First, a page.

On the way to pick up my mom at Glorietta, I got pulled over by an MMDA (Metro Manila Development Authority) officer. My fault. I entered the yellow lane heading into Ayala avenue a little too soon.
And it was also almost 3PM. Merienda time.
So being the good citizen, I readily acquiesced to the penalty. I turned in my license and presented the car’s registration. I didn’t put up a fight and admitted that I committed a mistake. I apologized but I didn’t plea. In fact, I was very courteous and told him, “Sige po, ticketan niyo na po ako para hindi kayo maabala.” (Please, you may just give me a ticket so that you aren’t inconvenienced.) Funny when you think that I was the one concerned for his convenience.
Then he began running through the penalties: a P500 fine plus four days of seminar on the importance of the yellow lane. (Four days for that?) He repeated it thrice, with each repetition said more slowly and even more deliberate. After that I just nodded my head and said that the terms were acceptable. That is the law, I said. And then I heard the clincher — “Sigurado po kayo? Maaabala po kayo.” (Are you sure? You will be inconvenienced.) Aww. He’s concerned for me? But this time, it isn’t funny.
That question is a sure fire signal that the MMDA officer you’re dealing with is looking for a bribe. I wouldn’t even call it grease money since that just speeds along an otherwise slow and legal process, whereas a bribe circumvents and subverts the legal process entirely. Giving him money wouldn’t have lessened the time I spent learning about the importance of the yellow lane; it would have eradicated this little event from the timeline.
Except now of course, I blogged about it.
Hence the two of us began our little dance, with him insisting how inconvenient the penalty would be for me, and me insisting that it’s alright since it’s in the law. He continued to delay further, shouting at his comrades for that ticket pad. The others replied, “Ginagamit pa.” Another was busy with it, although I could see at the distance that it wasn’t a real pad but a prop.
Eventually, it took forever for the prop to come and as we waited, more cars were caught in their yellow lane net. Clearly, he knew that he wasn’t getting anything from me. Then he promptly returned my license and car registration and said, “Sige na.” As he turned away from me and worked the next car, I sat dumbfounded. At first there was the relief that I’m not attending that four-day seminar, and then there was the disbelief that there still are these kinds of people.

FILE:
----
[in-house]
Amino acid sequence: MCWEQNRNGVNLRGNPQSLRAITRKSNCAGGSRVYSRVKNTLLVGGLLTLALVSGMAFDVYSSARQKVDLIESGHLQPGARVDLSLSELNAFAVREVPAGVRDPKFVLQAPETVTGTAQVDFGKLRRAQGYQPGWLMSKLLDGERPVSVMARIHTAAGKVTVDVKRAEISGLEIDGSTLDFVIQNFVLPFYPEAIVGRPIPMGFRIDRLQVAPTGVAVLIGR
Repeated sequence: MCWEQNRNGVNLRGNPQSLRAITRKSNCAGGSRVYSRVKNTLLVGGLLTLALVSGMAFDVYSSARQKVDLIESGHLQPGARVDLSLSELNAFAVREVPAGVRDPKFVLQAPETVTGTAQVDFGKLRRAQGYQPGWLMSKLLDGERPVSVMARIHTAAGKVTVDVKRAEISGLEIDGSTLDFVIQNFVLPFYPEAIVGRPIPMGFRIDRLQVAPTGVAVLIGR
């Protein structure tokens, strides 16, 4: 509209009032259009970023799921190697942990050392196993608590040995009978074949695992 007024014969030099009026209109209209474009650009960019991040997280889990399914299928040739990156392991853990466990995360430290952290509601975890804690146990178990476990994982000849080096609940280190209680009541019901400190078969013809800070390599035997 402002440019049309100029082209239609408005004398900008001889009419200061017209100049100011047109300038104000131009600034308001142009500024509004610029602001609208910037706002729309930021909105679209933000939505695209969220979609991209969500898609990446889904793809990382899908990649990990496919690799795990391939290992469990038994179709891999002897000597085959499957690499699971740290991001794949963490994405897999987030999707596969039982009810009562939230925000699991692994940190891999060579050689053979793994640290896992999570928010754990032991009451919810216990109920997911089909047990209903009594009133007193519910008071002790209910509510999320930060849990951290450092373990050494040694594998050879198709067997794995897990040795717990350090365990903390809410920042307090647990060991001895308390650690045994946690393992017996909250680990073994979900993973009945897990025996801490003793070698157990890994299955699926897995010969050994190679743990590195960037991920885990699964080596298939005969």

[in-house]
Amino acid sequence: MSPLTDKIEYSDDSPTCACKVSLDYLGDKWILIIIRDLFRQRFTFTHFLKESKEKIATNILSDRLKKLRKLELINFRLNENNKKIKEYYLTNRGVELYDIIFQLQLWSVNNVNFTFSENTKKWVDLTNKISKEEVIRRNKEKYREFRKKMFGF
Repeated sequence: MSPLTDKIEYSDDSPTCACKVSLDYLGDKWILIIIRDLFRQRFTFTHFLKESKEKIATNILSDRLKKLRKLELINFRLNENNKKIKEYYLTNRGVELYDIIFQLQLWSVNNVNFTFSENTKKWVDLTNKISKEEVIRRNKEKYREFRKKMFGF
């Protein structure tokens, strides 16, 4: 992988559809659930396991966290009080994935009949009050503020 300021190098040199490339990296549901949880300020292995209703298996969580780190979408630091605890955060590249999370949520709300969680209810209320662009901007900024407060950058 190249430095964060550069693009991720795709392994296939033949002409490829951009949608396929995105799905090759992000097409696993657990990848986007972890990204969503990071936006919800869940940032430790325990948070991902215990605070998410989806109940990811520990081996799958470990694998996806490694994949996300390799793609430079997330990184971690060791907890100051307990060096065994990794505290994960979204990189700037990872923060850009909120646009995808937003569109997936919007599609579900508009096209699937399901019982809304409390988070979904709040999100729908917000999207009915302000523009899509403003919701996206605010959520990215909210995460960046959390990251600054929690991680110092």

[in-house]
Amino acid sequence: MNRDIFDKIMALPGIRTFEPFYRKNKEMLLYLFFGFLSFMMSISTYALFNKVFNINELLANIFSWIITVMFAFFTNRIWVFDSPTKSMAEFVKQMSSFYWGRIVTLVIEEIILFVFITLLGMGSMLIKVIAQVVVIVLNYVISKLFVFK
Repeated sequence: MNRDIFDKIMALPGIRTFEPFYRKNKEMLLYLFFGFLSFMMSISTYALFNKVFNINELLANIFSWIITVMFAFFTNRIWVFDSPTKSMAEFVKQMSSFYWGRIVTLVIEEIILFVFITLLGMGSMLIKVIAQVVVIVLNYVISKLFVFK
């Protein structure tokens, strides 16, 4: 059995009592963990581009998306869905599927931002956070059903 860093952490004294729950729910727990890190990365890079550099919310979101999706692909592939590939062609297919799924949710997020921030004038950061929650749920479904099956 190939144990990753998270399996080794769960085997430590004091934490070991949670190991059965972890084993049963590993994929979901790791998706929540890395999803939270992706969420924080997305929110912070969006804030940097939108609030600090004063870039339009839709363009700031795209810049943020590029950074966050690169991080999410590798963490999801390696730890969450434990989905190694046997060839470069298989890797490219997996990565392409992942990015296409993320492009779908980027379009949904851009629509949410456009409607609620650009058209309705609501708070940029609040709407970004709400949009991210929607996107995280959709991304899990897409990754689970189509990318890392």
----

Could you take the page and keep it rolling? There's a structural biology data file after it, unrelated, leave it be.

I was tempted to call him out and ask to be fined — but then I felt weird about facing a potential crime of verbally assaulting an officer because I wanted to be fined. I also didn’t want to make a scene and realized that such a fight would be futile in a den full of sharks.
So why do we get away with it?
This is an example of corruption on the street. It is very real and not as black and white. Looking at the profiles of these MMDA officers, you can say that giving in to bribery can mean charity. However, by giving in to that we do the state an even greater disservice. We are a republic, a state governed by the rule of law, and yet by giving in to these corruptive behaviors — however small they may be compared to headliners — we let our country slip further into lawlessness.
It is a basic principle of human behavior that any act is done as long as it is perceived to be either pleasurable or beneficial. In the case of these MMDA officers, fishing for bribes is a lucrative business. Though these officers may not be completely aware that it is an act of corruption, we can condition them to stop asking for bribes by not giving into them. But then we turn the spotlight on our society and culture — those who give these bribes are as corrupt as those who receive it.
And in a way, some moral absolutists can even argue that I was being corrupt by not asserting that I get fined. You know the cliche — “Evil persists when good men do nothing.” However, then I wouldn’t call it being corrupt; I’d simply say that I surrendered to evil and this argument can go on and on.
The point being made that corruption is ubiquitous, where do we start solving this?
Answering that question will take another blog post and an even stronger inspiration. Nonetheless, I end with a quote from Confucius, my political philosopher of choice:
He who exercises government by means of his virtue may be compared to the north polar star, which keeps its place and all the stars turn towards it.
If the people be led by laws, and uniformity sought to be given them by punishments, they will try to avoid the punishment, but have no sense of shame.
If they be led by virtue, and uniformity sought to be given them by the rules of propriety, they will have the sense of shame, and moreover will become good.
Let me make it simple: To solve corruption, we start at the top.